Breaking Rules in Church
Sunday's sermon on Jesus' first, and possibly shortest, sermon in the gospel of Luke almost stayed true to the lectionary. The lectionary is a crutch for preachers like me. Each Sunday the Revised Common Lectionary suggests scripture as the focus for worship and preaching. I like abdicating this responsibility because I don't trust myself with the power to pick the scripture for Sunday worship.
If it was up to me, we'd read a narrative text from the Gospel of Mark every Sunday, Jesus would always be nice, my faithfulness would not be challenged, and someone would inevitably be healed. But the ten passages in Mark that fit this criteria make for a short cycle. So on most occasions I surrender to the scripture dictated by the lectionary.
On Sunday, the lectionary messed up. Luke 4:14-21 was the gospel text for the day. Read it here.
The passage should have concluded with verse 22, which noted the condescending response of the crowd gathered in the synagogue after Jesus' bold claim that he fulfills Israel's longing for a savior:
All spoke well of him and were amazed at the gracious words that came from his mouth. They said, “Is not this Joseph’s son?”
To follow the strict suggestion of the lectionary and leave off verse 22 unexplainably avoids a glaring conflict in the text and leaves the preacher without a sermonic gem. The gospel writer of Luke positions Jesus in his hometown for his first teaching. And while any number of applicable interpretations can be deduced without v.22, the conflict predicted in v.16 when we are told, as if we didn't know, that Jesus was raised in Nazareth. So why not let the gospel writer finish what he started Dr. Lectionary?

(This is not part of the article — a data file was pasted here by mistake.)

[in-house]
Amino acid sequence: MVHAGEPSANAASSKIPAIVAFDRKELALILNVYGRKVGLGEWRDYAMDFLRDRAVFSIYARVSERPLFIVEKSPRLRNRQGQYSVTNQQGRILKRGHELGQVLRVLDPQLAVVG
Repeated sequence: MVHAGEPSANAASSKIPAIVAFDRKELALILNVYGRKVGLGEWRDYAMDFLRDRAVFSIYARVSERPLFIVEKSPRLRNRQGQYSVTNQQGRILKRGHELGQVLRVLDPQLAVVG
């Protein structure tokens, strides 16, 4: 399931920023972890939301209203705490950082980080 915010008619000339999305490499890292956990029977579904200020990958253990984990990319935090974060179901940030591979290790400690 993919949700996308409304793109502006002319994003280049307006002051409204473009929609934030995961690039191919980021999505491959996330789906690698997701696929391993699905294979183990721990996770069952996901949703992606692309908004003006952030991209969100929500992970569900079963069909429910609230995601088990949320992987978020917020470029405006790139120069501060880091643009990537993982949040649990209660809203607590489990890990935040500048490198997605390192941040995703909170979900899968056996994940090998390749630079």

We added it back to the reading on Sunday. I must admit that altering the lection sounds easier now than it did at the time. I regret that at the time it seemed like I was changing the Bible.
Related to my rant and regret is a larger point. Namely, there are times when tradition and order can be confused with traditionalism and paralysis. Not every thing old is accurate, and not everything new is better.